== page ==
We then made our way to the next Race Mark (virtual mark Tuck) trying to gain on the 3 or 4 ahead of us, and while keeping the rest of the fleet insight and at this point who were scattered all over the bay, visibly hot on our heels.
Over the next couple of hours the fleet remained pretty competitive, with the wind challenging all 11 yachts to keep a sail full and to still stay on course. For me however, this was all part of the fun (and the learning). I particularly enjoy it when we have the fleet in eyesight. It’s both a constant reminder not to switch off, and a chance to get up and close (certainly within shouting distance) with the other teams.
After the first day began to settle it was time to jump back into boat routine. We flipped our watch system (6 & 4s) to 6 hours on in the day (starting 06:00), and 4 hours on at night (starting 18:00), compared to the last race where it was just too hot to spend 6 hours on deck in the day.
My watch drew the straw which meant we’d start on deck (while the other watch went for some sleep) and so we carried on as we had started, focused on keeping us moving and sat in a good position!
Scoring gates – there were two scoring gates. These are not compulsory gates for the race but the first three yachts through each are awarded three points, two points and one point respectively. Any other yachts that pass through either of the scoring gates aren’t awarded any points.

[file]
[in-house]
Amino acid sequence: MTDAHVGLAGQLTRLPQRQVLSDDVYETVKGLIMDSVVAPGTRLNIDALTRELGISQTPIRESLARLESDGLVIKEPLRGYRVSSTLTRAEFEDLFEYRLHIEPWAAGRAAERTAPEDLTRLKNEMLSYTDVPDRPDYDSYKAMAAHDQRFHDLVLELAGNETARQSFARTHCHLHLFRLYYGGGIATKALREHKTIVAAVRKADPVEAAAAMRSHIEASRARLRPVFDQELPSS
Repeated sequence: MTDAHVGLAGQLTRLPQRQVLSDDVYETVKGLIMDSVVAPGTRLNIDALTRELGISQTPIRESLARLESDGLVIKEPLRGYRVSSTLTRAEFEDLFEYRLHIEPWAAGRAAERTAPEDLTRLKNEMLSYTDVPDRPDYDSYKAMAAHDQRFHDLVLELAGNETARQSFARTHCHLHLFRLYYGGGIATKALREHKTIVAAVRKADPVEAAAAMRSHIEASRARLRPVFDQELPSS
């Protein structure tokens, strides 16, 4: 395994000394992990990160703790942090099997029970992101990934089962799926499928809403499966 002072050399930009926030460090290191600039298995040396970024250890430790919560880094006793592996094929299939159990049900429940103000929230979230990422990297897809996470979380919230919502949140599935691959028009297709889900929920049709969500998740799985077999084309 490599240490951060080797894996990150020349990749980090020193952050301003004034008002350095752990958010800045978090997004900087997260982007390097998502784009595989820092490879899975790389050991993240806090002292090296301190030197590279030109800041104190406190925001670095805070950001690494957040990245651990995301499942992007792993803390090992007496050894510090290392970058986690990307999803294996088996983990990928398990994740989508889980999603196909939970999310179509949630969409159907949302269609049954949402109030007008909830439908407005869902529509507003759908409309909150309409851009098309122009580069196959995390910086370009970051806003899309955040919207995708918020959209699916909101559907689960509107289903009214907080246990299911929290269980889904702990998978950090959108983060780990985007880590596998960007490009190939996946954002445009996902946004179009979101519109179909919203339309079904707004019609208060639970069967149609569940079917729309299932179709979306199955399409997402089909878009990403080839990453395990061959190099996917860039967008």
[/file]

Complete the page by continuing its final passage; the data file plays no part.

Ocean Sprint – there were also two Ocean Sprints. The Ocean Sprints were between the lines of latitude 22°N and 24°N Ocean Sprint North and lines of latitude 24°N and 22°N Ocean Sprint South. Teams were only permitted to enter one Ocean Sprint Section (NOT both), and each team MUST declare which Ocean Sprint section (either North OR South) within 48 hours of Race Start to be eligible for entry.
The first few days of sailing were a mixed bag of wind hole dodging as we passed along the west coast of the Philippines, and some pretty crazy conditions as we got out into the Lombok Strait. This meant we ended up doing a number of sail changes and reefs, in order to deal with the growing conditions. I much prefer the wet and windy rollercoaster onboard Zhuhai, so it was great fun to hone our various skills – helming, sail changes, and endless reefs.
Interesting times on day 5, as we got a VHF call from a Japanese coast guard plane asking where our last and next port of call was. They must have wondered what was going on with 11 Clipper yachts racing towards (and around) their islands.
Also on the same, we were headed in the direction of virtual Mark Ward OBE, and finally into our first sprint. After chasing Sanya for the best part of 12 hours, only 10 nm away, we had already declared, and entered the North Sprint. By the end of the short sprint (120 nm) and some great helming conditions, we changed our sail plan and spent the whole time on deck trimming. Soon after, we had closed the gap to just 3 nm and finished the sprint in pretty good time. We came 5th overall in the sprint